Which means that there are four groups in the line. The first two groups, SMUK and EGWH, each have four characters – all letters, the third group, 031200, has six numerals and is followed by a fourth group containing the character “Z”. Another syntax word, not shown above, would show that there was no space between the date/time group and the “Z” character. We called this a runtogether. So with just a few easy checks of the syntax descriptor words, LINPRO can decide that the data line is probably a bulletin heading.
A surface synoptic weather observation from an English weather station looks like this:
IIiii Nddff VVwwW PPPTT NhClhCmCh TdTdapp
II = World Meteorological Organization block number
iii = Station number
N = Total sky cover (in eighths)
dd = Wind direction (10’s of degrees)
ff = Wind force (knots)
VV = Visibility
ww = Present weather
W = Past weather (last three hours)
PPP = Sea level pressure
TT = Temperature
Nh = Amount of low or middle clouds
Cl = Type of low cloud
h = Height of low cloud
Cm = Type of middle cloud
Ch = Type of high cloud
TdTd = Dew point temperature
a = Pressure tendency (last three hours)
pp = Pressure change (last three hours)
Syntax descriptors for the above observation would look like this:
8 050505 050505 050500 000000
These descriptor words tell us that the observation contains eight groups and that each group has five characters in it, all numerals. Both surface synoptic and upper air data formats have the same syntax.
These two examples will hopefully show how syntax indicator words facilitate decoding.
Technical Note 4. Chapter 8:
The wrong character
Moscow’s four-letter call sign was received most of the time with numerals where letters should have been (but always the same numerals). It would have been simple to code for this garbled version, but letter characters in other data, including the “TT” group in vital upper air soundings were also regularly garbled. Obviously, the letters-shift character was either missing or garbled. What caused this?
Fortunately, we had designed the system to write every character received out onto a magnetic tape before our coding (LNMAKR) was allowed to touch it. This was essential if we ever hoped to solve problems such as this. I printed out about twenty or so pages of this “raw” data from a magnetic tape and studied it and the answer was there in front of me, plain as day. Every time a header was garbled, the letters shift was missing – but another character was received in its place; an unprintable character. Luckily we had assigned otherwise unused characters to represent every possible five-level code combination. The mystery character replacing the letters-shift was an upper-case “H” that in five-level baudot coded as a zero – no bits on at all. I checked the five-level code for a letter shift and it had all five bits on. Somehow Russian transmitters would get confused and send five off-bits (zeros) in place of five on-bits (ones). Eureka again! A measly four program statements was all that was required to clear up this serious operational problem that waited two years for someone to investigate. The solution was as follows:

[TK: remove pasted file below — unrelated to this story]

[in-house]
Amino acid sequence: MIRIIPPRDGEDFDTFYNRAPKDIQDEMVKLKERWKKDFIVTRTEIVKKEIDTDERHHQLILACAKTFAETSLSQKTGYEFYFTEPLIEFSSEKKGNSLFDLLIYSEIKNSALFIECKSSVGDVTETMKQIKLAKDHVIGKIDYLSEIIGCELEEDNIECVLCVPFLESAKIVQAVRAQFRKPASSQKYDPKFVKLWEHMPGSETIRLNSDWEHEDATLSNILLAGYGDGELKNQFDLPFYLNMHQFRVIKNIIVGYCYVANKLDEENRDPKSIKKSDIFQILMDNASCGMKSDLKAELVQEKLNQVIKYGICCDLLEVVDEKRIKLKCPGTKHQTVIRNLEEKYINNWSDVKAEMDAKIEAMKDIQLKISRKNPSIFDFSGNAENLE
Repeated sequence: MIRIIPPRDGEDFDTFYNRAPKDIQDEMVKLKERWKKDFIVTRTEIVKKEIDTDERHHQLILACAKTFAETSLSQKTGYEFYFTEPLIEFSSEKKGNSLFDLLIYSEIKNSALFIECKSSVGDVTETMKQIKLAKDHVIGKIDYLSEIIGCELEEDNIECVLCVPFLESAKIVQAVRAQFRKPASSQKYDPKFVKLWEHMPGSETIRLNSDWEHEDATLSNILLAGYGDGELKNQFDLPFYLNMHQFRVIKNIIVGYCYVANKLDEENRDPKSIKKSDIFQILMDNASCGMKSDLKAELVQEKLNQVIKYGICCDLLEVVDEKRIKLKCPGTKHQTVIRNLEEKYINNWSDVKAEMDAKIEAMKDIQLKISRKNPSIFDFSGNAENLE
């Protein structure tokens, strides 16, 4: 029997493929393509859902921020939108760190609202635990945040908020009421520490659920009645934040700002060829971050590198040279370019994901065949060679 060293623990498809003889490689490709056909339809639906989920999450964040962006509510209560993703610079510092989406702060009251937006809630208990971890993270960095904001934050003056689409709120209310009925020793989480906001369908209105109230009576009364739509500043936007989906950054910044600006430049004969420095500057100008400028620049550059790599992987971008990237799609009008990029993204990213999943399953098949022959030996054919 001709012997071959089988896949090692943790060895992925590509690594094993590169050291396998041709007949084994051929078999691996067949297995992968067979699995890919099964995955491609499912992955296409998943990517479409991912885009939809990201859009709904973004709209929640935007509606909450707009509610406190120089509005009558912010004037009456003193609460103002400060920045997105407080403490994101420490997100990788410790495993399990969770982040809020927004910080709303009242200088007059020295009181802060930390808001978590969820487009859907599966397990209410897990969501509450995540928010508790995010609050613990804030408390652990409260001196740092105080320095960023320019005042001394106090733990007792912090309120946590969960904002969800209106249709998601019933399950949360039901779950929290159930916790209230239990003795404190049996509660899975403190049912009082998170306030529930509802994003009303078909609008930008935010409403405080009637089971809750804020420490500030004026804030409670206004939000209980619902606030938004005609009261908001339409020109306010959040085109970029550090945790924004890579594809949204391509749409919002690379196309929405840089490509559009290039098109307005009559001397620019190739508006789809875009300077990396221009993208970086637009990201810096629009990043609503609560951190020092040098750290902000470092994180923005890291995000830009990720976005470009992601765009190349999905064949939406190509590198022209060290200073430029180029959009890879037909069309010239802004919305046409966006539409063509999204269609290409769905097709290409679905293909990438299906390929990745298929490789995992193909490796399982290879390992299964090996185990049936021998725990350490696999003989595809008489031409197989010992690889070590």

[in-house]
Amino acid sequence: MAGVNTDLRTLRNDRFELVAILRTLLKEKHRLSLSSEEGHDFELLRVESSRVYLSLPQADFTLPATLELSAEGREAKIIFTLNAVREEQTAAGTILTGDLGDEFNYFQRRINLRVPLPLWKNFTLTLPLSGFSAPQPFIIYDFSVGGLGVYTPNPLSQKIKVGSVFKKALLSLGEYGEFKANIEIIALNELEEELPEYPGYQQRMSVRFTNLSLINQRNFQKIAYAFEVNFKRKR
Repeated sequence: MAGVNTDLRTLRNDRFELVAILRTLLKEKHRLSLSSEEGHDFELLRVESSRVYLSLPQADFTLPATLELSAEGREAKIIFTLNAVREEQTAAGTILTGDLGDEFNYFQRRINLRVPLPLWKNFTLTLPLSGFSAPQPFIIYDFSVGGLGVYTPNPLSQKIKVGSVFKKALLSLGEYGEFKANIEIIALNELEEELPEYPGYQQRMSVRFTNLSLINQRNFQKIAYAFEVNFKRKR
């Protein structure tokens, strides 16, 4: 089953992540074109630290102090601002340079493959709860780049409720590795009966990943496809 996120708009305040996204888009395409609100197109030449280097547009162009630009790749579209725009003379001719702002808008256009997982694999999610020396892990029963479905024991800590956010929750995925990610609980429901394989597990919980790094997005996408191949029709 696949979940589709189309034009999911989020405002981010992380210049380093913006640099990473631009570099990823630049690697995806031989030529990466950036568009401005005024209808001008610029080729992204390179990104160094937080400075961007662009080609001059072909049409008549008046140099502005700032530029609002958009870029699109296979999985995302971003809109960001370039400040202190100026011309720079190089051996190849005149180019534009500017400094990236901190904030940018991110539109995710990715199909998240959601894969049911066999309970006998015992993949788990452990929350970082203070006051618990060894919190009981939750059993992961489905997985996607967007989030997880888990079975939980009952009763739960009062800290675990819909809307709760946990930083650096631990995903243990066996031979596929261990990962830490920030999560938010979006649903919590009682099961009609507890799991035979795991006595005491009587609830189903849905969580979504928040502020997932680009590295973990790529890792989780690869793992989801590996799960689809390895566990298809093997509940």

1. Get the control word that contains the intercept circuit indicator bit.
2. Was this character from an intercept circuit?
3. If yes, make believe the character was a letters-shift.
4. If no, drop the character – it’s only garble.
Following are the actual assembly language program instruction cards as they appear in the programming listing:
AND (0400) .IS THIS AN INTERCEPT CLT? 4DEC67JDS
JLNZ LNLETR .IF SO – ZAP, YOU’RE A LTRS SHIFT 4DEC67JDS
J LNMAKR .IF NOT, DROP THE CHARACTER 4DEC67JDS
As if by magic every one of the bulletin headers, upper air observation “TT”s, and all other letter characters now showed their true identity and we could proceed with our plans straight away. I called Fuchu to tell them what I had uncovered, thinking they must have been experiencing the same problem, but was told that Mr. Junichi Himi, a Japanese national working for the Air Force there, had solved the same problems already but never imagined that Wycombe hadn’t also found out about it. Mr. Himi had been in charge of Fuchu’s Punch Card Section for several years. MSG Rice and CMS Rosenberry worked with Mr. Himi during earlier assignments at Fuchu and both regarded him as a genius.
Technical Note 5, Chapter 9: